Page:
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fessional novices, who have not mastered it themselves, and who declare that it cannot be understood, or that, if by long, close study, it should be comprehended by any one, the fruit would not pay for the labor bestowed upon its cultivation. But no men, more than educated Englishmen and Americans, owe it to themselves and their age and their mother-tongue, to preserve in its sacred beauty, unbroken and unspotted, through all time, the temple of their literature and their language.
(3.) The Frisic.— This is kindred to the Anglo-Saxon and the old Norse, and yet separate from them both. It is found now, as a living language, only in a few scattered districts, in the Netherlands, and it is alive there, only in the lips of men, and not in their books, and so finds shelter only among the rude, uneducated masses. The Dutch has entirely displaced its words, as current coin, by its own, as having a far higher value.
(4.) The low Dutch.
a. The Netherlandish. These include the Flemish and Dutch languages. The native home of the Flemish language is Belgium. As the French is the Court language of Belgium, and contains in itself great elements of vitality and wonderful tendencies to diffusion, wherever it once obtains a lodgment, the Flemish is, in such unfavorable contact with it, rapidly waning away, and will probably erelong retain only the name of having'been once cherished as a household treasure by its own people. Happily, however, for dead languages, like depopulated countries, are full of mournful associations, the Flemish language is a separate language from the Dutch, almost wholly in its orthography alone. As therefore, in their real substantive essence, they are alike and the words of the two languages are themselves the same, its spirit will still survive, when it has resigned its breath, in that fine rich Dutch language, of whose literature and of whose genius as well as 'oi the history of whose people, though so strongly connected with our own, it is no praise to us, that wre are so profoundly ignorant.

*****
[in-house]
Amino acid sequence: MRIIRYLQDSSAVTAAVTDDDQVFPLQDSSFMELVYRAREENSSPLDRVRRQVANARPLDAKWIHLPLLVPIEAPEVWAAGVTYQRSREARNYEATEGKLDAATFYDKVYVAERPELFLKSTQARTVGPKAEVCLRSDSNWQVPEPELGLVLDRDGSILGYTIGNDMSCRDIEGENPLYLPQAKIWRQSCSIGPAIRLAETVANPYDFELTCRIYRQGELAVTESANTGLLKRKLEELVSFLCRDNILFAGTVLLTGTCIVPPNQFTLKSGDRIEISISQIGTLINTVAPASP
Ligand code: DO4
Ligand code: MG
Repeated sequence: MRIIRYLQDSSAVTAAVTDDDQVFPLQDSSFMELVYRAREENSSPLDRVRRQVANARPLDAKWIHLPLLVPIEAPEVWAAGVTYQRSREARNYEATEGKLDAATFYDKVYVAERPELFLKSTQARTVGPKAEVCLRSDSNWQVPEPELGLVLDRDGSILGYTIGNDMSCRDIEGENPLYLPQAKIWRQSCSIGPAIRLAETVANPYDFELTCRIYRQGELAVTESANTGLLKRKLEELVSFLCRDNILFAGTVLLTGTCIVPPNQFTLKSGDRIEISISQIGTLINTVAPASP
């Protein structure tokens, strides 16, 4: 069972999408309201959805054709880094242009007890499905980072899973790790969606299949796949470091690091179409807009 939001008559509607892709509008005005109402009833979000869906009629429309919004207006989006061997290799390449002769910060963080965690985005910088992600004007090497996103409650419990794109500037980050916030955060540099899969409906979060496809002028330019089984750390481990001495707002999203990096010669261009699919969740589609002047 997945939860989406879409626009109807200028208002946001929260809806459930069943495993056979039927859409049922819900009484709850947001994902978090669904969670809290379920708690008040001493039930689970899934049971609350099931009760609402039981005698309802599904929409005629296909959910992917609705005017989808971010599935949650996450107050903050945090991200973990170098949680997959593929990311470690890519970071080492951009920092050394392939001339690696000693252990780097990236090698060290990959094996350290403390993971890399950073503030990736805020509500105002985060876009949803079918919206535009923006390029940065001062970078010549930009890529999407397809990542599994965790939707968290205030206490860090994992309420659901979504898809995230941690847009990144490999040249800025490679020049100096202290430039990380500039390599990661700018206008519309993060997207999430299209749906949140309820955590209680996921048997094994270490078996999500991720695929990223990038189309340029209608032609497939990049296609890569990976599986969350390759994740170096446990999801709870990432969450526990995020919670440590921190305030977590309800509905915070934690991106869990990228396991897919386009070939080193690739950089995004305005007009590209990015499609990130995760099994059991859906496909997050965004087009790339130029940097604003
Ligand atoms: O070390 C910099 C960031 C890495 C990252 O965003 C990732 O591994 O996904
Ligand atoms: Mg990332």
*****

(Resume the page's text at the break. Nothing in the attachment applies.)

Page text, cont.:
b. The Saxon. This is a modern title of convenience, for describing the staple or material of several kindred diaVol. XV. No. 57. 11
lects, or rather different forms or stages of the same dialect, called the old Saxon, the middle-low German and the flat German (Plattdeutseh). They receive, in their bare enumeration, all the honor that they deserve. They contain in them nothing that speaks of an heroic past or of a vitalized present.
2. The High German. The etymology of the word German, a name given to the people who bear it by other nations, and not by themselves, is yet a mooted question. Numerous have been the guesses made concerning it. Some have derived it from Herman in Persia, now Carmania. The German has in it indeed, like the Greek, almost marvellous affinities with the Persian. But, as the Germans did not call themselves by this name, they could not have carried it with them, from the place of their origin. Others have derived it from the Latin germanun (Eng. germain) kindred or cognate: a mere accidental resemblance in form, with no historical connection in sense; while others maintain, that it originated in gher (French guerre) war and mann, man; and others still find it in the vernacular Irrnan or Erman. It is, on the contrary, in all probability, a Celtic word, as Leo has recently suggested, derived from gairmean, a shout or war cry,1 formed from gair, to cry. The name Deutsch, by which the Germans describe themselves, and to which also the name Teutones is allied, is derived from the Gothic thiudisko (Greek HtviKw), from thiuda (e^j/o?) a nation, and answers therefore to our word Gentile.